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Scottish First Minister Nicola Sturgeon has warned that outgoing US President Donald Trump won't be allowed to travel to Scotland in order to escape President Elect Joe Biden's inauguration ceremony later this month.
Since Biden's election victory, Trump has tirelessly argued - with no real justification or evidence - that the election was fraudulent and 'stolen' from him.
So, the speculation that he wouldn't attend his successor's inauguration has increased, as well as suggestions that he might refuse to leave the White House altogether.
However, if he's planning on making a run for one of his golf courses around the world, he'll have to think again if he reckons he's heading to Scotland.
Currently, all but essential travel into the country is banned due to the rising number of coronavirus cases.
Scotland is also currently in a total lockdown, with members of the public prohibited from leaving their home for all but a few reasons.
First Minister Sturgeon said: "Coming to play golf is not what I would consider to be an essential purpose."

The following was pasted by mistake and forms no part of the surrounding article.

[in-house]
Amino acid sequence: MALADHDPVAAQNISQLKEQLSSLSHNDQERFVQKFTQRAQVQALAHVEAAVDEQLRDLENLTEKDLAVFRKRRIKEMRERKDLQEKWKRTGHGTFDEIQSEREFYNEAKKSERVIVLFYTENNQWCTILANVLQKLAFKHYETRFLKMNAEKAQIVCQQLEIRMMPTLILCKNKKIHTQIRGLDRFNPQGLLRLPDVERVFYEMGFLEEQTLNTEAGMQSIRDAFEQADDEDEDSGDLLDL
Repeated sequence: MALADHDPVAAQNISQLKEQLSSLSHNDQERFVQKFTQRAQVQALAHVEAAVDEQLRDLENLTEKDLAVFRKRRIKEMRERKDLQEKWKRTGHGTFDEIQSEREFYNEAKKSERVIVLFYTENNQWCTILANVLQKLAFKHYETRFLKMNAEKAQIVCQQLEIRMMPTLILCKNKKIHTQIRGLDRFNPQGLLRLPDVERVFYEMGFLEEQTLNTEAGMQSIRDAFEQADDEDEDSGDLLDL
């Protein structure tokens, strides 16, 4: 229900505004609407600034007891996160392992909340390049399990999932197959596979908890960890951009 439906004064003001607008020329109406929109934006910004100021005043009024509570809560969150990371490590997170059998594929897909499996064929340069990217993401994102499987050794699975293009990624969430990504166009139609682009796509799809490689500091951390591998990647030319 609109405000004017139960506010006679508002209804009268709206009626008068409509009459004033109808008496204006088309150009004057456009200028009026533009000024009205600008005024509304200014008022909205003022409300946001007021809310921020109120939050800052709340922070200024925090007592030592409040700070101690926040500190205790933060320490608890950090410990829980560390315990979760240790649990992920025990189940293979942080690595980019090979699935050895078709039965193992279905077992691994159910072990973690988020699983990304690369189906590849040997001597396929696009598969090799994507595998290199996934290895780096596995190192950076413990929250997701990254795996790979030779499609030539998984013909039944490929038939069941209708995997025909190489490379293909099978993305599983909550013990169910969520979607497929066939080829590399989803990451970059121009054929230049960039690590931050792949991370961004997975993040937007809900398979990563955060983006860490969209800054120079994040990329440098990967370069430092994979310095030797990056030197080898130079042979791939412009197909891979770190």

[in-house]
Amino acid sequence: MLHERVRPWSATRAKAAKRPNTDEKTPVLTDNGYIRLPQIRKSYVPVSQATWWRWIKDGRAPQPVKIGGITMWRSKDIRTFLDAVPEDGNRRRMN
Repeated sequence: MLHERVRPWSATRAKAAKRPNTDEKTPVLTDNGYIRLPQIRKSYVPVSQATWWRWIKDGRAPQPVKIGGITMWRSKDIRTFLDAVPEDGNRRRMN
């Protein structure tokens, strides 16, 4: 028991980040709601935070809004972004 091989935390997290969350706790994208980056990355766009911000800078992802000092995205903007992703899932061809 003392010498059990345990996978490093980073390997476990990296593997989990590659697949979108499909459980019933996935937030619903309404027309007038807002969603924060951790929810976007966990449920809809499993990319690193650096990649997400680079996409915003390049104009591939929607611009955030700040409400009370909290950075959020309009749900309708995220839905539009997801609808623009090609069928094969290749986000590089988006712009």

The speculation started when an anonymous source from Glasgow Prestwick Airport claimed that a US military version of a Boeing 757, an aircraft often used by American political figures, was scheduled to arrive on January 19, just one day before Biden's big day.
Trump owns the Turnberry golf resort in Ayrshire as well as the Trump International Golf Links in Aberdeenshire.
In Tuesday's coronavirus daily briefing, Sturgeon added that she 'has no idea what Donald Trump's travel plans are' but that he would be best served simply leaving the White House to one of his other properties.
"We are not allowing people to come into Scotland, without any central purpose right now, and that would apply to him just as it applies to anybody else", she said.
The speculation has also been rubbished by the White House. Deputy Press Secretary Judd Deere told Fox News: "Anonymous sources who claim to know what the President is or is not considering have no idea.
"When President Trump has an announcement about his plans for January 20, he will let you know."
He could well bypass all of the usual channels used by world leaders and simply tweet it out all in capitals whenever he feels like it, too.
Either way, Trump has vowed to 'fight like hell' to retain his place in the White House, regardless of his resounding election defeat.
He tweeted: "They're not taking this White House, we're gonna fight like hell."
In reference to a Congress session presided over by Vice President Mike Pence, which is expected to confirm Biden's electoral college win tomorrow, Trump added: "I hope our great vice-president comes through for us.
"He's a great guy. Of course if he doesn't come through I won't like him quite as much."
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